Despite of the proliferation of messaging apps and video conferencing, email remains the preferred method for business communication. It offers simplicity, flexibility and immediacy. At the same time, email introduces substantial risk to an organization. A well-crafted email policy helps businesses tap into the benefits of email while mitigating the risks.

For example, with a single email, a team leader can instantly communicate with her entire team. She can attach project files to the email and link the information to a calendar event. Any responses become part of a permanent conversation. Months later, an employee can reference that conversation with a simple search.

On the downside, an employee can use email to inadvertently or maliciously send sensitive information to unauthorized persons. Or a user might open a phishing email without realizing the danger, thus introducing ransomware into the network. Without clear and enforced policies, the business risks reputational damage, security breaches and legal repercussions.

Every Organization Needs an Email Policy

The tangible benefits of an email policy make the time spent building the policy well worth it. Consider these three compelling reasons to implement a policy now:

  1. Protect company reputation – Employees must understand that any email sent through corporate channels could find its way into the public sphere and cause reputational damage. This includes sensitive information, gossip and offensive communication to or about an employee or customer.
  2. Improve security – The human factor remains the most significant cyber security threat. In fact, most cyber-attacks begin with phishing. Email policies help to spread awareness as part of a multi-faceted cyber security education And when businesses automate with filtering and firewalls, hackers find fewer entrance points.
  3. Reduce liability and improve regulatory compliance – No business wants to suffer the budget and reputation hit caused by a lawsuit. Clearly communicated policies provide a defensible position and reduce the risk that employees will mishandle sensitive information such as personally identifiable information (PII) and intellectual assets.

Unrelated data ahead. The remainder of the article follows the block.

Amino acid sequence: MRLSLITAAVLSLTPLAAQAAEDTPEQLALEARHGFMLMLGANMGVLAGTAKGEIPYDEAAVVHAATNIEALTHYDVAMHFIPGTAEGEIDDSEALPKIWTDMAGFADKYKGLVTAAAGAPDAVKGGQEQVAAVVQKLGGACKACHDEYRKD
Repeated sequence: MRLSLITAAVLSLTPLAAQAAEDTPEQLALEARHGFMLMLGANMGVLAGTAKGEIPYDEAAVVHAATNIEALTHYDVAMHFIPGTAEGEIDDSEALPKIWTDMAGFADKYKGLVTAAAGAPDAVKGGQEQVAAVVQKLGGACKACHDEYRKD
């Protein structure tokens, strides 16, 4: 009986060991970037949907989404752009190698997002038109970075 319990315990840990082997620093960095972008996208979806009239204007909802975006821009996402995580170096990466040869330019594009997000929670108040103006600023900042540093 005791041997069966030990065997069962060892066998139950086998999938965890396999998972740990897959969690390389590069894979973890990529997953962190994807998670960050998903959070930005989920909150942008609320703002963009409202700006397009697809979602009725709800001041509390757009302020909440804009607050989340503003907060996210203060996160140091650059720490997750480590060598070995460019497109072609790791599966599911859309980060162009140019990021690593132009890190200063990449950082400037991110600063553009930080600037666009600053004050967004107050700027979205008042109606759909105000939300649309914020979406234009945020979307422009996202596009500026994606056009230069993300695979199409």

In addition, the email policy should alert employees that any emails sent, received or stored on company property remain subject to monitoring. As a best practice, you should require all employees to sign the email policy to indicate they have seen it and consent to email monitoring.


How to Develop an Effective Email Policy

For an email policy to prove effective, you need to first gather input from key stakeholders. This should include legal counsel, human resources, IT and public relations as a starting point. As you compile the elements to include in your policy, keep the document clear, easy to understand, consistent with other company policies and tailored to your business.

An effective policy should specify email retention policies and clarify both appropriate email usage and prohibited content. The policy should also include simple rules to promote email security. And it may cover items such as email etiquette and when to use shared files instead of attachments.

Finally, the most eloquent and comprehensive policy has no value unless you communicate it and enforce it. Present the policy as part of onboarding, as well as regular security training, and make it readily available on the company intranet. Where possible, automate elements of the email policy with automatic archiving and filtering.

We Can Help with Email Policy

At Messaging Architects, we make email our business. Our experts provide ePolicy review and consulting services to help your organization limit liability, increase security and stay compliant. We can also help you configure your system to get the most out of email archiving and ensure that your information stays safe.

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